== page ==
A polytunnel does not have to be used only for annual crops. A polytunnel can also allow you more protection and therefore more variety when it comes to perennial crops. Asparagus is one perennial crop that could be well suited to polytunnel growing. Asparagus needs a sheltered and sunny spot where it is protected from strong wind – a polytunnel is perfect for providing that protection and can also help avoid problems with over-watering that can come from unpredictable UK weather.
There is nothing quite like cutting your own asparagus, however you will need to think about where you will put a permanent bed for the plants. Soil type is not important, but good drainage is essential. Pick a sunny spot sheltered from strong winds. Dig bed for planting in autumn and incorporate plenty of organic matter.
While it is possible to grow asparagus from seed, most gardeners will choose to grow asparagus from crowds that are 1-3 years old. These crowns are best planted in around March or April – a little later if the ground is waterlogged or particularly cold.
Before planting, it is necessary to prepare a growing area for asparagus. First, dig a trench that is approximately 30cm wide and about 20cm deep. Enrich the bottom of the trench with compost or well-rotted manure and then make a 10cm high ridge along the bottom of the trench. Place the crowns on top of this ridge, carefully spreading out the roots to either side and gently re-fill the trench with the excavated soil, making sure that the bud tips are still just visible above the soil surface. Water and then mulch well with a weed free organic matter.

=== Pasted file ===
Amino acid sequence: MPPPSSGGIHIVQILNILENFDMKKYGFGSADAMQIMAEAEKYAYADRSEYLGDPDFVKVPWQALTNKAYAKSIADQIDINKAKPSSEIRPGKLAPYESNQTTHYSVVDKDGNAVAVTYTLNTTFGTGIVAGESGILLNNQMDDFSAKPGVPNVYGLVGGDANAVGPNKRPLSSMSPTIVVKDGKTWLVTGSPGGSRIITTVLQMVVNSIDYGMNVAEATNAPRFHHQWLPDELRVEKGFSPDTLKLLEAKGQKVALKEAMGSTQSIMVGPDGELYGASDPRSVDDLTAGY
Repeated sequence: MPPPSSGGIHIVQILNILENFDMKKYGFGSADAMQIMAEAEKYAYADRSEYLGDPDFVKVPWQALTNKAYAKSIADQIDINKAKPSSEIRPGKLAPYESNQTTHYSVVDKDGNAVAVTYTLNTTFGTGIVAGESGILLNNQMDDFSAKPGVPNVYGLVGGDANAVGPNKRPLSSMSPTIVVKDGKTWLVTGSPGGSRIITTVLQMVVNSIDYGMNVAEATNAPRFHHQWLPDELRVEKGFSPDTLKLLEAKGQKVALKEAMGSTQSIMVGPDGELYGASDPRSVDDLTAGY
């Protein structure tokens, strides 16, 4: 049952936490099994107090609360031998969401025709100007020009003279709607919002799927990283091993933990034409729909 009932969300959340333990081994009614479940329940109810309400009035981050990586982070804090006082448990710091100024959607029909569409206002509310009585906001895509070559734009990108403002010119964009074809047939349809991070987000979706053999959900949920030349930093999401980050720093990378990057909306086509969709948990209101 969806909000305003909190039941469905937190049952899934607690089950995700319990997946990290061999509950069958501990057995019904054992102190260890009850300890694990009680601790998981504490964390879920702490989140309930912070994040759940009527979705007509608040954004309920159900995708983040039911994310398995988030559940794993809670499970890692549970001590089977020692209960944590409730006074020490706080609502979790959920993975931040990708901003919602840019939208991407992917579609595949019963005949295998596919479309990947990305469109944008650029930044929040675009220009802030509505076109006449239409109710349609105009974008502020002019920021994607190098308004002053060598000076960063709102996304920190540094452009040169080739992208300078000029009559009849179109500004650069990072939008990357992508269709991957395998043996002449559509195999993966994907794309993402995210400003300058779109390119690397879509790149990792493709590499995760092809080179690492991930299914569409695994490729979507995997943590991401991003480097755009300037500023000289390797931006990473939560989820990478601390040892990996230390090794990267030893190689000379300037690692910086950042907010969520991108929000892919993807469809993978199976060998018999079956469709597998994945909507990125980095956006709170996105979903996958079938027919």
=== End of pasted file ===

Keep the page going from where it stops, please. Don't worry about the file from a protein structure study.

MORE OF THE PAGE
It is vitally important that you weed well and carefully around your asparagus plants as they cannot handle any competition and the roots are close to the surface and easily damaged. For this reason, it is best to weed by hand rather than using a rake. There should be a clear 45cm between each row of asparagus and between the plants in each row.
Patience is important when growing asparagus. It should not be harvested for the first two years after planting. In the third year, spears can be harvested from mid-April for around six weeks and then for eight weeks in subsequent years. You should stop harvesting after this period to allow the plants to retain energy for continued growth and so you can enjoy another harvest the following year.
When harvesting asparagus spears, make sure that you use a sharp knife to cut them off just below the surface of the soil. It is best to harvest the spears when they are no more than 12-18cm tall. In warm weather it is best to harvest every two or three days for the best quality spears.
In autumn, cut down the stems of the asparagus once they have turned yellow and give the plants protection from frost over the winter months so you can continue to enjoy your asparagus for a number of years in your polytunnel or elsewhere in your garden.